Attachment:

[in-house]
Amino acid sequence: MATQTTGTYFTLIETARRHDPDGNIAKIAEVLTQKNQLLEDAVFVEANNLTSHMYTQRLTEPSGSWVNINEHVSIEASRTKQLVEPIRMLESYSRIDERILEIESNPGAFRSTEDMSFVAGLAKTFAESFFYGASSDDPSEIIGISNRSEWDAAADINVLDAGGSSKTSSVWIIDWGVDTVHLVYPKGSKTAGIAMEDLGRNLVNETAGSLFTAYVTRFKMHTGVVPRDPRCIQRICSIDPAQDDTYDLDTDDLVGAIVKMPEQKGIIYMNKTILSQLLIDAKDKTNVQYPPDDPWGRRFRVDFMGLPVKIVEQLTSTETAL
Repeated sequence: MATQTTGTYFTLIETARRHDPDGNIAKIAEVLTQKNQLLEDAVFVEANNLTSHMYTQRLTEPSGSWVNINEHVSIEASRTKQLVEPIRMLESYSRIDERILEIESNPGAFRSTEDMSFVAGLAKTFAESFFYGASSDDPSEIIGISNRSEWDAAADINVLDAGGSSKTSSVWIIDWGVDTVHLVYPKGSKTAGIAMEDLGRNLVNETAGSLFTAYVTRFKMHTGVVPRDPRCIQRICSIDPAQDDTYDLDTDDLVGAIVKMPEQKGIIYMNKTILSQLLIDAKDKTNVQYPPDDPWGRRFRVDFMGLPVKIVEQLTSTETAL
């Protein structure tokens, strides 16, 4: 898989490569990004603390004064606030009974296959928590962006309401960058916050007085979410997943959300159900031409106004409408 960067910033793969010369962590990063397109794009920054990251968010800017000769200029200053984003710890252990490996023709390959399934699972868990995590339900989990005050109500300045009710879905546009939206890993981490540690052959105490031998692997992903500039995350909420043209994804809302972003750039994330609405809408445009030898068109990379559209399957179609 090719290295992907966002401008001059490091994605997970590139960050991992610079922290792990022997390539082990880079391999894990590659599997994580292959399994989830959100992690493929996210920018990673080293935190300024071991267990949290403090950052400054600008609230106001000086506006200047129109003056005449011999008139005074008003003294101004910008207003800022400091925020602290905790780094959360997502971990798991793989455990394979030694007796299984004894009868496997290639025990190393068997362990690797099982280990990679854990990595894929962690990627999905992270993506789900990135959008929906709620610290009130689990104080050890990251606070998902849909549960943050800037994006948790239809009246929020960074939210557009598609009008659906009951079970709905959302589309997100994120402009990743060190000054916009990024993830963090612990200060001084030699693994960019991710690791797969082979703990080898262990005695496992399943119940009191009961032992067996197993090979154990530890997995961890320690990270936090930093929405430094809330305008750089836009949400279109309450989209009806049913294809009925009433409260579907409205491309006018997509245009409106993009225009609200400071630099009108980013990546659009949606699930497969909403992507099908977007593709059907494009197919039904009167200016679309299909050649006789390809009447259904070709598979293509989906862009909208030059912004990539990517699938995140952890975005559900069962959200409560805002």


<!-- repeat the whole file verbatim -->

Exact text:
[in-house]
Amino acid sequence: MATQTTGTYFTLIETARRHDPDGNIAKIAEVLTQKNQLLEDAVFVEANNLTSHMYTQRLTEPSGSWVNINEHVSIEASRTKQLVEPIRMLESYSRIDERILEIESNPGAFRSTEDMSFVAGLAKTFAESFFYGASSDDPSEIIGISNRSEWDAAADINVLDAGGSSKTSSVWIIDWGVDTVHLVYPKGSKTAGIAMEDLGRNLVNETAGSLFTAYVTRFKMHTGVVPRDPRCIQRICSIDPAQDDTYDLDTDDLVGAIVKMPEQKGIIYMNKTILSQLLIDAKDKTNVQYPPDDPWGRRFRVDFMGLPVKIVEQLTSTETAL
Repeated sequence: MATQTTGTYFTLIETARRHDPDGNIAKIAEVLTQKNQLLEDAVFVEANNLTSHMYTQRLTEPSGSWVNINEHVSIEASRTKQLVEPIRMLESYSRIDERILEIESNPGAFRSTEDMSFVAGLAKTFAESFFYGASSDDPSEIIGISNRSEWDAAADINVLDAGGSSKTSSVWIIDWGVDTVHLVYPKGSKTAGIAMEDLGRNLVNETAGSLFTAYVTRFKMHTGVVPRDPRCIQRICSIDPAQDDTYDLDTDDLVGAIVKMPEQKGIIYMNKTILSQLLIDAKDKTNVQYPPDDPWGRRFRVDFMGLPVKIVEQLTSTETAL
């Protein structure tokens, strides 16, 4: 898989490569990004603390004064606030009974296959928590962006309401960058916050007085979410997943959300159900031409106004409408 960067910033793969010369962590990063397109794009920054990251968010800017000769200029200053984003710890252990490996023709390959399934699972868990995590339900989990005050109500300045009710879905546009939206890993981490540690052959105490031998692997992903500039995350909420043209994804809302972003750039994330609405809408445009030898068109990379559209399957179609 090719290295992907966002401008001059490091994605997970590139960050991992610079922290792990022997390539082990880079391999894990590659599997994580292959399994989830959100992690493929996210920018990673080293935190300024071991267990949290403090950052400054600008609230106001000086506006200047129109003056005449011999008139005074008003003294101004910008207003800022400091925020602290905790780094959360997502971990798991793989455990394979030694007796299984004894009868496997290639025990190393068997362990690797099982280990990679854990990595894929962690990627999905992270993506789900990135959008929906709620610290009130689990104080050890990251606070998902849909549960943050800037994006948790239809009246929020960074939210557009598609009008659906009951079970709905959302589309997100994120402009990743060190000054916009990024993830963090612990200060001084030699693994960019991710690791797969082979703990080898262990005695496992399943119940009191009961032992067996197993090979154990530890997995961890320690990270936090930093929405430094809330305008750089836009949400279109309450989209009806049913294809009925009433409260579907409205491309006018997509245009409106993009225009609200400071630099009108980013990546659009949606699930497969909403992507099908977007593709059907494009197919039904009167200016679309299909050649006789390809009447259904070709598979293509989906862009909208030059912004990539990517699938995140952890975005559900069962959200409560805002």